Apollo and Dion, a dysfunctional rag-tag pair of demon hunters have been sent to investigate the city of Havenbrook and its inhabitants.

The mission is simple: to find the cultists responsible for a recent string of murders and to bring them to justice. Even if it takes killing dozens of demons on the way there.

But things are never that simple when you deal with the dark arts. Cultists, demon pacts, sacrificial murders all stand in the demon hunters' way as they search for the truth. A truth that will force them to question their own identities, a truth about the absolute evil lurking beyond heaven and earth. The question is, if they find the truth, will they be strong enough to handle it?


31. Chapter 30


July 20th, 2017

12:43 AM



The first thing Sophie felt was the feeling of some rough blanket all around, like webbing. Then the cloth lodged in her to keep her quiet. It made her gag, it tasted of gasoline and salt. Drenched in her sweat, a suffocating feeling that sucked into her mouth and left her gasping. Gasping that made her choke. Choking that made her struggle. She looked like a silkworm in its cocoon as she wriggled to and fro in the back seat of the police car. Rope bit into her legs and arms. She could not see behind her, only felt that they were going over rough terrain and jumping and dragging something below the tires. Metal, a sheet, cardboard. 


“Fuck” She tried to say. Her mouth coughed more than spoke. The car came to a stop and she rolled onto the floor and hit her head. It was a sharp bumpy pain across her chest and her head like jumper cables had been latched onto her face. It made her mad, much more than fear, she wanted to bust someone's skull open.


The laughing outside only made it worse. She tried standing but couldn’t and when she nearly made it to her knees, she heard the door open. Never had she roared that loud before that her own lungs would break into pieces, like needles prodding her insides. She wagged her legs around. The rope was cutting deeper into her.


“Get off me.” She said between the fits. She didn’t know why she wasn’t afraid. It was a surprise to her but hearing the laughing people, feeling her body dragged, it all frustrated her. Dust was rising, she could tell and she being dragged across the floor. It left her cloth brown and blackened her vision. Upstairs, she hit her legs across the sharp angled steps. There was loose wiring and wandering light bulbs that exploded underneath the footsteps of her kidnappers. She wasn’t even grabbed by her body, they were lugging the sack around like a confused Santa Claus, a gift giver possessed. They threw her. She landed on, something. She couldn’t tell what it was. A desk, the floor, she could feel something rough though, like splinters. It must have been wood, old wood. It was heavier than the cheap furniture they sold at the furniture stores, this was older. It felt it.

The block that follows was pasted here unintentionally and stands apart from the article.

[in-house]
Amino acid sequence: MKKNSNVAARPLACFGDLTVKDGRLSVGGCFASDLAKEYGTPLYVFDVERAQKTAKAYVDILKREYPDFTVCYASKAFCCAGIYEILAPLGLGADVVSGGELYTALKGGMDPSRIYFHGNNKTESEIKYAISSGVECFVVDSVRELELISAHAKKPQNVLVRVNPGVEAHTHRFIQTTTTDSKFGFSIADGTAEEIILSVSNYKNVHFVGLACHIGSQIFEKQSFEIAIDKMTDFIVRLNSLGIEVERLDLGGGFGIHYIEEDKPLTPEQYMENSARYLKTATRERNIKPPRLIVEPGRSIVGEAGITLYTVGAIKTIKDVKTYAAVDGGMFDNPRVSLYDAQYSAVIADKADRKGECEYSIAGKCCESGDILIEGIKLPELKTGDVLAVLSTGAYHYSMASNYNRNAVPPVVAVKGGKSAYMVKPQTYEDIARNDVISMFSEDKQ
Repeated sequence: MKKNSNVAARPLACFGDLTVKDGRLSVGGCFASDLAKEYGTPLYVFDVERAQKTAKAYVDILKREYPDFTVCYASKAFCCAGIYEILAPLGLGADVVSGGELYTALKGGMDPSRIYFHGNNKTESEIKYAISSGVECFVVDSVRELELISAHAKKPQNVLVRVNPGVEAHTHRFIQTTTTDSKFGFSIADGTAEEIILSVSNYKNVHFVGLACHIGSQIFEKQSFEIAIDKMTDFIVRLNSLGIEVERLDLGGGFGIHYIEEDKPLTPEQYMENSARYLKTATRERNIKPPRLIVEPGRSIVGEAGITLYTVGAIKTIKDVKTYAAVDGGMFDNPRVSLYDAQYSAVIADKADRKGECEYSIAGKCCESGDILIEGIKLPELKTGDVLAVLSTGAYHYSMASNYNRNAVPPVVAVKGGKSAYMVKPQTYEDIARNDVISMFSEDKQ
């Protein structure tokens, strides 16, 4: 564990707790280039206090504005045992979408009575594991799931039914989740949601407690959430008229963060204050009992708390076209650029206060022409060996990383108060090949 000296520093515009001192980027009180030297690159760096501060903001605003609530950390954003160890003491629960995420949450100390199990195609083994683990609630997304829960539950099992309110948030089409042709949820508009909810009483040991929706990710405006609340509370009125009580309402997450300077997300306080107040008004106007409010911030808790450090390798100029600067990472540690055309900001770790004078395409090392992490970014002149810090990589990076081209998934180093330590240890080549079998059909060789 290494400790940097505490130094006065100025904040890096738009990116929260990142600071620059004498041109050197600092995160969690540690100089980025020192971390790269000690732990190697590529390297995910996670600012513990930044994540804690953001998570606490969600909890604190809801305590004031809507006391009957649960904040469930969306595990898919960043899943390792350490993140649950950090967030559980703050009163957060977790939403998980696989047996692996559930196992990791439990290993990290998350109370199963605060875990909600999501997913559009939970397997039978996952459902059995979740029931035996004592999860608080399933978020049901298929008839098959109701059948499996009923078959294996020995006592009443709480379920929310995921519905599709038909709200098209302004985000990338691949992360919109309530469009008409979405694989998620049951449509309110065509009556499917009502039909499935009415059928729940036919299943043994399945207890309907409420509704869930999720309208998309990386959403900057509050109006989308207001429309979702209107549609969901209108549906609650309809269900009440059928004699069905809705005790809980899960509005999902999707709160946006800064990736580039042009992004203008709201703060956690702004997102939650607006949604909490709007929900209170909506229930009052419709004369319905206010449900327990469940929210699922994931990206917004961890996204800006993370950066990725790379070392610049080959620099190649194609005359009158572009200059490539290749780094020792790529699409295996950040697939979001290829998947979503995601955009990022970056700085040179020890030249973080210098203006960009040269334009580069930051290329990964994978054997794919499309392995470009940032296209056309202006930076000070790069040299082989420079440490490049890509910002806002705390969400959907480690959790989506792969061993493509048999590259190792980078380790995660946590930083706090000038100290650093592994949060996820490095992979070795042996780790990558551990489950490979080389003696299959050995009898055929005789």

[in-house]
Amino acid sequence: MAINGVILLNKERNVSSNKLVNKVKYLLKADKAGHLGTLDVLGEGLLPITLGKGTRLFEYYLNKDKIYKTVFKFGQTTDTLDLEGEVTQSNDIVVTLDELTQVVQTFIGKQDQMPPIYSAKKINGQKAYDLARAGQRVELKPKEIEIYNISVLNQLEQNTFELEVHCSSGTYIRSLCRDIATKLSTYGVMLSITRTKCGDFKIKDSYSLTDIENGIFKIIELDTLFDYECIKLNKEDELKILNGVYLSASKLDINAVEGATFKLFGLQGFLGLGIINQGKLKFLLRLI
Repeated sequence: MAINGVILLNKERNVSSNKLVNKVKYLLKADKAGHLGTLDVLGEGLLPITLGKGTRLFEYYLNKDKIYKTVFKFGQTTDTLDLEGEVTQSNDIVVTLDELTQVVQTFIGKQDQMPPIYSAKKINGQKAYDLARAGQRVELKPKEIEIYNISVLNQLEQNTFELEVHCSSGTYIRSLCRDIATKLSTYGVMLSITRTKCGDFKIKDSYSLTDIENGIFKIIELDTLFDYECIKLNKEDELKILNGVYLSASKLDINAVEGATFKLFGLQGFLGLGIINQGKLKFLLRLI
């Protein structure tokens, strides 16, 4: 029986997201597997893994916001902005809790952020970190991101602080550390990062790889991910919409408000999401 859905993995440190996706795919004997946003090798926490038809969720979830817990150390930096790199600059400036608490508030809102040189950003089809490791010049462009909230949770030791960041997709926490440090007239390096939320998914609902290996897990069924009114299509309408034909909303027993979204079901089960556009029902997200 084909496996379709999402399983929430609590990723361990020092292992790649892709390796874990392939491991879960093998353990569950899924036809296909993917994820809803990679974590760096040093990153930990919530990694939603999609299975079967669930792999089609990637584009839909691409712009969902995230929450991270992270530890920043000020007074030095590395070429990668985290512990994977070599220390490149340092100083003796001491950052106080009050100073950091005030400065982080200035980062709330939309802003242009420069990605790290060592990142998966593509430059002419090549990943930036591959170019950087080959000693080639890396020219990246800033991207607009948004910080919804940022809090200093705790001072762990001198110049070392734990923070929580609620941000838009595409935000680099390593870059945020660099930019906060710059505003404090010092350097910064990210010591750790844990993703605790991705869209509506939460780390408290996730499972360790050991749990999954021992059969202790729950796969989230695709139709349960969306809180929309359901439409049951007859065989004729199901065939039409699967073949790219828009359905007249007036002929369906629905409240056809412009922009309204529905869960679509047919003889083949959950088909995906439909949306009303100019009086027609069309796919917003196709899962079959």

Sophie bit into her sack as the people wandered about, going in and out of the room with pacing steps. She ripped a hole open, swallowed the cloth and spat it out onto the floor. Her nose was out first. She was glad about that. The air was better outside, even if it was dank and dirty like wet dirt rubbed across her nostrils. Everything smelled of mold, asbestos, it wasn’t just the desk that was old she figured. She lowered her head and peered her eyes. She wanted to take a good look at the monsters in the dusk. They looked human. Only looked.  They spoke English, they breathed and were upright. Their mannerisms, their poses, human. She was almost deceived. But the laugh. The stuttering, dragging laugh was anything but of someone sane.